WHAT TO LOOK FOR WHEN CHOOSING A THERAPIST
Improving your mental wellbeing is a courageous and potentially life-changing journey. As you explore the support on offer, it's crucial to find a therapist who aligns with your unique needs and values. Therapy can vary wildly from therapist to therapist, and how much you benefit from it will depend on your relationship with the them and whether you like how they work. It is, therefore, vitally important to "click" with your therapist and to feel safe. So, what should you look for in a therapist, and what are the warning signs of a potentially unsuitable match?
WHAT TO LOOK FOR BEFORE YOU START THERAPY
Registration and Qualifications
Ensure your therapist has the appropriate qualifications and is registered with a regulatory body such as the BACP, NCPS or UKCP. As "counsellor" and "therapist" are not protected terms by law in the UK, anyone can call themselves a therapist and start offering services without any training. To counter this, the above organisations set clear standards, which usually include having qualifications of a certain level and completing a suitable amount of practice, that therapists must meet before they can join them. This information should be available on their website or through a quick call or email. I am a registered member of the BACP and hold a degree in counselling.
Experience in Your Concerns
Look for a therapist with experience in the specific areas you're seeking help for, whether it's anxiety, depression, relationship issues, or any other concern. If your chosen therapist does not have a lot of experience in the issue you would like to bring to counselling, during your contact or consultation they should at least demonstrate some base knowledge of your issue and a willingness to learn what is necessary to be able to help you.
Although not mandatory, therapists should offer a free consultation. This is usually 10 - 20 minutes where you can talk to them over the phone, via video, or in-person so you can get a feel for whether you may "click" before you have to commit to a paid session. It should state on their website or profile whether this is something they offer.
WHAT TO LOOK FOR AFTER YOU START THERAPY
Your Gut Feeling
Pay attention to how comfortable you feel during the initial session. Trust your instincts—building a close relationship with your therapist where you feel heard and understood is essential for a successful therapeutic relationship, and therapeutic progress. If you do not feel like your therapist is creating a safe or judgement-free space, then it may be a good idea to look for another one.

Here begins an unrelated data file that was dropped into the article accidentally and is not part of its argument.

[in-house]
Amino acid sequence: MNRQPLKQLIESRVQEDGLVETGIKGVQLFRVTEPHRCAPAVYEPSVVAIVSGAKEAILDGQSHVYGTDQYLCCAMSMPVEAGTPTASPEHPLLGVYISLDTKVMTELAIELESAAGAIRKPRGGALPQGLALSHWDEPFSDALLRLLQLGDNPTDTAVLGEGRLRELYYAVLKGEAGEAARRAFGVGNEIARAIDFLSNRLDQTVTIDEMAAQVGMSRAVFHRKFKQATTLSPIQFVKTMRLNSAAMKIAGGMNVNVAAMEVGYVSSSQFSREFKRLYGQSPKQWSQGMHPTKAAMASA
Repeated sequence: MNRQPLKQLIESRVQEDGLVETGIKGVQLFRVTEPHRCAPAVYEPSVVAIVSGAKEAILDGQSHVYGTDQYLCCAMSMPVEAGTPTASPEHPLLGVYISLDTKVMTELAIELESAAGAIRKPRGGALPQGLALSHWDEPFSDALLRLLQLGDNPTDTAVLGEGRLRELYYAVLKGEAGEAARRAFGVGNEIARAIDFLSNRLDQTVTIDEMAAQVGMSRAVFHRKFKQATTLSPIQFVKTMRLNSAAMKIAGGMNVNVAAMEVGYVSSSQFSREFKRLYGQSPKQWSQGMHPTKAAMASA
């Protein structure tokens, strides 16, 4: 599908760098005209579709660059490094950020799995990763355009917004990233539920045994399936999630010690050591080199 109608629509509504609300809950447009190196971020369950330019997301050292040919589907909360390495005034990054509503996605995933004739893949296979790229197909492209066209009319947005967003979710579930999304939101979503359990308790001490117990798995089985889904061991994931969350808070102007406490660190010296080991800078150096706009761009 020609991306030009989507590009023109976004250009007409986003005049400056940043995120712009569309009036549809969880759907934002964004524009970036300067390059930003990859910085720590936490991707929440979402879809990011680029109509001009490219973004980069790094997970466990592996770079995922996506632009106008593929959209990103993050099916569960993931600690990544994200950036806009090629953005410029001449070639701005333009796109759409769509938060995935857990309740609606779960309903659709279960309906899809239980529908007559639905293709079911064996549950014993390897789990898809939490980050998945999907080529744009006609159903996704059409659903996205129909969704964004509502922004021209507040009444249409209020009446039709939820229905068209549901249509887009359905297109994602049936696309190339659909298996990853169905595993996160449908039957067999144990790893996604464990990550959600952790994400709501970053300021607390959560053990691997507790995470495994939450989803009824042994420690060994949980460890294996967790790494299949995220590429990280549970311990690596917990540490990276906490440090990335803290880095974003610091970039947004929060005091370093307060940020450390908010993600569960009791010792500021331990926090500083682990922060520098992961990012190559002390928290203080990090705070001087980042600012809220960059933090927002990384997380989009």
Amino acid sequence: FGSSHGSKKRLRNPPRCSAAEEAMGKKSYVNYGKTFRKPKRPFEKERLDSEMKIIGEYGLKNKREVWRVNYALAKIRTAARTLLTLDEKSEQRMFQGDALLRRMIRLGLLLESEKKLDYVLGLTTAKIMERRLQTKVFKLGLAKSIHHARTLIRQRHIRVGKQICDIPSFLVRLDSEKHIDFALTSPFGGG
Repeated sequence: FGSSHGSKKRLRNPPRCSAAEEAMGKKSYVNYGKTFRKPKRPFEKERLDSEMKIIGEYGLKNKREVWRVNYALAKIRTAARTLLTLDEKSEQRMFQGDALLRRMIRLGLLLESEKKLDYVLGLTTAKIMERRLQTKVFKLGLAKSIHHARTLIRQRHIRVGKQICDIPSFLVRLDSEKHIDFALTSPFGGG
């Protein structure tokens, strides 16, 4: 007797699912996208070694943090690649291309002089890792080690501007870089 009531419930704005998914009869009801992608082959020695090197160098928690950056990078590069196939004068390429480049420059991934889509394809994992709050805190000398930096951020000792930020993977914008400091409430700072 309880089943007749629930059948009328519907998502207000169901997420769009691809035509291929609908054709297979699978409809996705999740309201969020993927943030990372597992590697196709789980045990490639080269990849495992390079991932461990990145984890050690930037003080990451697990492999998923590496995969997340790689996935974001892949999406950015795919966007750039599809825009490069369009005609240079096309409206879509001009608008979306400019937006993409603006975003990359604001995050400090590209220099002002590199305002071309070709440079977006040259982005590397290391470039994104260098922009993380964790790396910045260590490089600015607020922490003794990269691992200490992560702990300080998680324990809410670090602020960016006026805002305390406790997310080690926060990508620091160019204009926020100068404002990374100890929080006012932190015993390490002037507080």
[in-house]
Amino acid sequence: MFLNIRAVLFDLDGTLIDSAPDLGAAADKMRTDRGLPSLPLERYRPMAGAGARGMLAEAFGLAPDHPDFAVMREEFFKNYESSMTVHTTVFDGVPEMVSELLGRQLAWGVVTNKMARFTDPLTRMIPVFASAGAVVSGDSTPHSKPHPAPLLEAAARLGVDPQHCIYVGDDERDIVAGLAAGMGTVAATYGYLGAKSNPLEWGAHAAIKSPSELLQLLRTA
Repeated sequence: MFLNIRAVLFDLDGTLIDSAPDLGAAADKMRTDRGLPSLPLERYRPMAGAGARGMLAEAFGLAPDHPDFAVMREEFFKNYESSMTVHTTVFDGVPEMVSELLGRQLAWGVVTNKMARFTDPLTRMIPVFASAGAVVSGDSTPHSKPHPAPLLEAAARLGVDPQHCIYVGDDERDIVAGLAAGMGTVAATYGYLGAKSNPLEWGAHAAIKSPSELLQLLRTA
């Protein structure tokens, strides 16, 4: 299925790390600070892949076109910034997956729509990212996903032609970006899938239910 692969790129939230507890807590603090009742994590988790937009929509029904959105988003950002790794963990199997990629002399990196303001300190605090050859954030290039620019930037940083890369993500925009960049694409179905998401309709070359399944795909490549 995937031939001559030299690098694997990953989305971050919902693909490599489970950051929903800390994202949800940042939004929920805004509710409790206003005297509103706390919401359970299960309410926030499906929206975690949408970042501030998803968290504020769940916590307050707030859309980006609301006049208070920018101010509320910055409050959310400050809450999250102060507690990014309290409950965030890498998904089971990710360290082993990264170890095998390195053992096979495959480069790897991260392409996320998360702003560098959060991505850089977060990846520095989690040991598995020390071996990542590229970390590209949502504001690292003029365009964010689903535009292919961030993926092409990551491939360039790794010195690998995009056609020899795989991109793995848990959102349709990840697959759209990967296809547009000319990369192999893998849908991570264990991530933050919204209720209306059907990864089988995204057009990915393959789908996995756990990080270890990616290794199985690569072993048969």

Is Their Approach a Good Fit?
Different therapists employ various approaches: person-centred, CBT, psychodynamic, DBT, etc. If your therapist is using a type of therapy that doesn't seem to be working for you, then ask if they can switch to something else, or you may need to look for another therapist who can. Some therapists are "purists", meaning that they specialise in one type of therapy and one type of therapy only. Integrative therapists, like myself however, have trained in multiple therapies to be able to be able to offer different types of counselling to suit you.
WARNING SIGNS OF A BAD MATCH OR THERAPIST
Lack of Professionalism
A competent therapist maintains professionalism. This doesn't mean that they may always seem "cold" or "clinical", but they should behave in a way that makes you feel safe and respected. If your therapist exhibits unprofessional behavior such as consistently arriving late, not respecting boundaries, or not paying attention, it may be cause for concern.
Effective communication is fundamental in therapy. If your therapist is dismissive, judgmental, or fails to convey empathy, it may hinder your progress and well-being.
Overemphasis on Personal Opinions
A good therapist helps you explore your own thoughts and feelings rather than imposing personal beliefs. Be cautious if your therapist consistently injects their personal beliefs and opinions into your sessions, especially if this is making you feel judged or unheard.
Lack of Progress
Therapy is an ongoing process, and feeling "stuck" can sometimes happen. However, if you notice a lack of progress after a reasonable period, it's essential to discuss your concerns with your therapist. A skilled therapist will listen and adjust their approach based on your needs if they are able.
A therapist should create a safe space where you feel secure discussing sensitive matters without fear of privacy violations or threat. If your therapist discloses the contents of your sessions to someone else without your consent, tries to be your friend, or displays otherwise unethical behaviour (such as being abusive or flirtatious), it may be time to make a complaint and find another therapist.